that values of q are restricted
to values such that
I t/p0 I2 + I&,,  k,,  q)/po I2 is small, so that
i~h+lWL
(33)
and I 1  (k,/p,)
cos 40 I i t/pa I2 < 7T/L;
(34)
(ii) that the potentials, U, and CJ, , give rise to similar scattering at the respective energies, E, and E, . More precisely: cos(~(O,
 0,)) * I,
where 0, and 0, are the deflections associated with the incoming branches of a classical trajectory with angular momentum L;
(35) and outgoing
(iii) that the quantities A Uj U, Q/E, QJE,, , 2m,Qeff/h2p,,“, where E,, = h”k,“/2m,, lJ = E0  h2p02/2m, are all sufficiently small to be treated only in first order; and for their squares, e.g., (Q/E)“, to be much less than Z/L. (iv) that an approximation of locally rectilinear motion is valid for / R x p,, , N L, R ‘v RI, for which a sufficient condition is iK&M while a necessary condition
~PUWR
IL,
<< 1,
(36)
I(I/P,,~) ap(R)I%R IR+
<< 1.
(37)
is
Other conditions listed in Ref. [21] are, if not implied by the above, either unnecessary or follow as a consequence of the semiclassical saddlepoint approximation.
336
B. J. B. CROWLEY
The Sfunction in (23) expresses energy conservation for trajectories with angular momentum AL. The energy conservation condition is @*PM&
 6x) = @2/%)(~,2
 pi2) + (Qo  Qen)
which, with the aid of (26) may be expressed as
Qefe= (fi*/&)P * (PI  Pi), where p = &(p, + pi). But (pI  pi) is just the impluse, t = kOB k,,  q, while P 533+p(R)($
+ $) set $0.
Therefore bf  pi) . p = t . p = P(koB  k,,) cos ge  q  p = Qo(~op/fi2ko) COS he  Q  p. Hence, energy conservation for angular momenta fiL is expressed (approximately) by Qeff = Qo(~olko)~0s $0  (fi2/moh  p. or A Vefflfiv = q * Polk0 . A further reasonable approximation which we find convenient to make, and which is consistent with (ii) and (iii) above, and the assumption that F&(q) is not a rapidly varying function of q, results from neglecting AV,ff in (23) altogether. In fact, the statement
AVeff = 0 is equivalent to assuming that there is negligible longitudinal (in the direction of po) due to elastic scattering, viz.
(3% momentum
transfer
(koB  ko,) COS +e = Pf  Pi,
and obviates the need to make assumptions about AU which is rarely precisely known. This assumption leads to the effective Qvalue being given by
Qeff = (PO/k,) Q, cos i$e,
(40)
while Serf(q) becomes: Se”(q) Y Z$ S(q * po) f (2L + 1) eBisePc(cosx(q)). 0
(41)
L=O
The quantities p. , R, , & , and cos x appearing in (41) are in general complex as a result of U, and U, being complex. The phaseshifts, & for 8 = 0, 1, 2, 3,..., which may be determined accurately, describe all the main dynamical and absorptive effects
HEAVYION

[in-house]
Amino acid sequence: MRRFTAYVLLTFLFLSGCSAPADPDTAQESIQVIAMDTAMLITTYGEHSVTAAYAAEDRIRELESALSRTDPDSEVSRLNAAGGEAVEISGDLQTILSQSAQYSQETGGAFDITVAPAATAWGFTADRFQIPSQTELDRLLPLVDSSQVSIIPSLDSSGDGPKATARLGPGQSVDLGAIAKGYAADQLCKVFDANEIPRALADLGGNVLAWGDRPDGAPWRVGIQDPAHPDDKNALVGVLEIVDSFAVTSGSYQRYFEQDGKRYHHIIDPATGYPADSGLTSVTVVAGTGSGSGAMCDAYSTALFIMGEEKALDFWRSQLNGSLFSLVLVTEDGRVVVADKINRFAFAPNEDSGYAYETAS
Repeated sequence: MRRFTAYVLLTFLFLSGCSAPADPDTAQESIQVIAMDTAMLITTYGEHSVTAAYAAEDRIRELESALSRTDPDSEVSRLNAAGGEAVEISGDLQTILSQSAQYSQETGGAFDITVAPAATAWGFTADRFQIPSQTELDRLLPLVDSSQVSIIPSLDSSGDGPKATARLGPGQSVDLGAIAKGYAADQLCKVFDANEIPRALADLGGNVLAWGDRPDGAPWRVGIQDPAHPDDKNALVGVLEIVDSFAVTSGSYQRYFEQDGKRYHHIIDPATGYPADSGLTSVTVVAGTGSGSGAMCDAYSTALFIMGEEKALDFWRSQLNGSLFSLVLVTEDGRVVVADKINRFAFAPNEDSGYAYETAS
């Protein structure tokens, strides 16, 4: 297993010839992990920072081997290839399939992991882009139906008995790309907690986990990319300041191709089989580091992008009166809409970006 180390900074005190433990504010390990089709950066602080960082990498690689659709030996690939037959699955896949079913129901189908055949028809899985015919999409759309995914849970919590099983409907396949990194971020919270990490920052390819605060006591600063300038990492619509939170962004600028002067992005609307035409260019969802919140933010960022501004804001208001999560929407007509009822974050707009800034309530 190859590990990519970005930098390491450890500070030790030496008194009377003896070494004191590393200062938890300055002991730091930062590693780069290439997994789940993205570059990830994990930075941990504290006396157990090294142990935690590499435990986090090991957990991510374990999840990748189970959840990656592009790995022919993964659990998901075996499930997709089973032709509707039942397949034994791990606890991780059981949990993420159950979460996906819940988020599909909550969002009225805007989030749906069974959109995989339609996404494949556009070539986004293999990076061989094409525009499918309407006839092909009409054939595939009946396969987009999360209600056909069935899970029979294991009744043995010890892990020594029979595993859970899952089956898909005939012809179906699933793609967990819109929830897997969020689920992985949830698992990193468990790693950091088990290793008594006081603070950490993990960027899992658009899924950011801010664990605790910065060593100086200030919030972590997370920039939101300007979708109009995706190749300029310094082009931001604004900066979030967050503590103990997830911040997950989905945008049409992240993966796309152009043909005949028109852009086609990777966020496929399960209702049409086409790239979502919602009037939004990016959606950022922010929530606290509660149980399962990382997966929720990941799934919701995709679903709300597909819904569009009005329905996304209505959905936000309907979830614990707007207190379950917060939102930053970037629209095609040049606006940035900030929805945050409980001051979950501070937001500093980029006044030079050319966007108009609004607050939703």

TRANSFER
REACTIONS
337
produced by these potentials. Absorption gives rise to a nonzero (positive) imaginary part of 8, which describesthe attenuation of the partial wave. In heavyion reactions. the low partialwaves are believed to be strongly attenuated and so play little part in the reaction. Recent evidence [22] for low partialwaves producing observable effects in heavyion reactions may require some modification of this picture. At high energies in particular, these effects are apparent only at large angles (0 2 90’) and when attention is confined to forward anglesthey may be ignored. What importance, if any, should be attached to the complex nature of the other quantities above. An estimate of Im( p,,)/Re( p,,) may be obtained by assuming that the free path near the point of closest approach of a trajectory with angular momentum NL is 2 ;R, . This is a reasonable assumption for all except very badly matched reactions (for which, for other reasons, the theory is likely to break down). Hence, one can deduce that
arg(po) = Wpo)lRe(po) 5 l/L.
(42)
L > 1, the imaginary part of p,, (and of R,) may be considered, for many purposes, to be negligible. These simple arguments are borne out by detailed calculations. For example: for the 114 MeV 26Mg(11B,1°B) 27Mg neutron transfer reaction leading to the ground states of l”B and 27Mg, discussedin Section 3.3, L N 45 and arg(p,) N 0.0027. Combining Eqs. (19), (22), and (41) leads to the following approximation for Tsi, : Since
where
where 4 is the azimuthal angle and the integral is carried out in the plane q pn 7 0:
We propose Eqs. (43)(45) as a practical meansof calculating the transition amplitude for a heavyion transfer reaction satisfying previously mentioned criteria. As well as permitting a much more efficient calculation than does the original DWBA, this approximation is also amenable to analytical manipulation and easier interpretation. The function ,4(q) given by (45) has the form of an elasticscattering amplitude, and can be treated using shortwavelength semiclassicaltechniques, as described by Ford and Wheeler [30] and by Berry and Mount [17]. By writing cos x, as given by (30) in the form
338
B. J. B. CROWLEY
we deduce the following highenergy approximation eff
s,.,.
to (41):
&q  ii) f (2L + 1) eWJt(l
N E 0
0
which is valid if
 qZ/2k,3,
(46)
!=O
I t II
1  2 cos ; 0 j < z/L
P,
(47)
is satisfied in addition to (33)(38). Except for a constant factor, k,/p, , which is close to unity, the approximation (46) is just the formula, originally suggested by the form of the eikonal approximation for S(q), which we have already proposed as a means of treating highenergy direct transfer reactions [4,20]. The precise conditions for its validity are now revealed and are as stated above. The strongest condition is likely to be (47). Use of Eq. (46) leads to Tso, being given by (43), with FBiool given by (44) and A(q) by A(q) N A&q)